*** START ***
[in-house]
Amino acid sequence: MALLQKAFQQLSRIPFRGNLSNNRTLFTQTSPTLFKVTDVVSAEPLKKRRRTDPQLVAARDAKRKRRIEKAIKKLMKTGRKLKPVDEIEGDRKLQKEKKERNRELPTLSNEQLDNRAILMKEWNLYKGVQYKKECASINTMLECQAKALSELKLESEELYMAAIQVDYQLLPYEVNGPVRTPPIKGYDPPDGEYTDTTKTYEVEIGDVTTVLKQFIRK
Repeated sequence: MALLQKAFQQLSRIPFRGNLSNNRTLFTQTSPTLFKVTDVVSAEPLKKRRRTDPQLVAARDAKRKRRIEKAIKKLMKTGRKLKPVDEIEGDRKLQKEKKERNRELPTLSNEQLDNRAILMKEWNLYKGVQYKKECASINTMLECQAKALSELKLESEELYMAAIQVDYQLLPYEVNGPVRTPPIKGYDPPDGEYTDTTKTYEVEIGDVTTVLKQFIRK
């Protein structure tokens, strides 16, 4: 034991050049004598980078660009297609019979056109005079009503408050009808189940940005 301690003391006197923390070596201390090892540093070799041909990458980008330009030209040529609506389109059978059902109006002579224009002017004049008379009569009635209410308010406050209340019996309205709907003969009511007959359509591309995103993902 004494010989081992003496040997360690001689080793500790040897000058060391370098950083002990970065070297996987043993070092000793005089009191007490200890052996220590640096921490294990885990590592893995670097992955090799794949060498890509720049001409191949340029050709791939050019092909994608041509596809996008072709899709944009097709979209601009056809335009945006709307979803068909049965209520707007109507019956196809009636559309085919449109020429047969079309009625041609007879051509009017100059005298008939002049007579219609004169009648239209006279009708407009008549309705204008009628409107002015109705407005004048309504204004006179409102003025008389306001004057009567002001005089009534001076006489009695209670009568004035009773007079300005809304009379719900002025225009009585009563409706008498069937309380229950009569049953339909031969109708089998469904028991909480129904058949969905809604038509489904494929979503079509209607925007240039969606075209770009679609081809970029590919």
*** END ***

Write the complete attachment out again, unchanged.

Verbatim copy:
[in-house]
Amino acid sequence: MALLQKAFQQLSRIPFRGNLSNNRTLFTQTSPTLFKVTDVVSAEPLKKRRRTDPQLVAARDAKRKRRIEKAIKKLMKTGRKLKPVDEIEGDRKLQKEKKERNRELPTLSNEQLDNRAILMKEWNLYKGVQYKKECASINTMLECQAKALSELKLESEELYMAAIQVDYQLLPYEVNGPVRTPPIKGYDPPDGEYTDTTKTYEVEIGDVTTVLKQFIRK
Repeated sequence: MALLQKAFQQLSRIPFRGNLSNNRTLFTQTSPTLFKVTDVVSAEPLKKRRRTDPQLVAARDAKRKRRIEKAIKKLMKTGRKLKPVDEIEGDRKLQKEKKERNRELPTLSNEQLDNRAILMKEWNLYKGVQYKKECASINTMLECQAKALSELKLESEELYMAAIQVDYQLLPYEVNGPVRTPPIKGYDPPDGEYTDTTKTYEVEIGDVTTVLKQFIRK
């Protein structure tokens, strides 16, 4: 034991050049004598980078660009297609019979056109005079009503408050009808189940940005 301690003391006197923390070596201390090892540093070799041909990458980008330009030209040529609506389109059978059902109006002579224009002017004049008379009569009635209410308010406050209340019996309205709907003969009511007959359509591309995103993902 004494010989081992003496040997360690001689080793500790040897000058060391370098950083002990970065070297996987043993070092000793005089009191007490200890052996220590640096921490294990885990590592893995670097992955090799794949060498890509720049001409191949340029050709791939050019092909994608041509596809996008072709899709944009097709979209601009056809335009945006709307979803068909049965209520707007109507019956196809009636559309085919449109020429047969079309009625041609007879051509009017100059005298008939002049007579219609004169009648239209006279009708407009008549309705204008009628409107002015109705407005004048309504204004006179409102003025008389306001004057009567002001005089009534001076006489009695209670009568004035009773007079300005809304009379719900002025225009009585009563409706008498069937309380229950009569049953339909031969109708089998469904028991909480129904058949969905809604038509489904494929979503079509209607925007240039969606075209770009679609081809970029590919």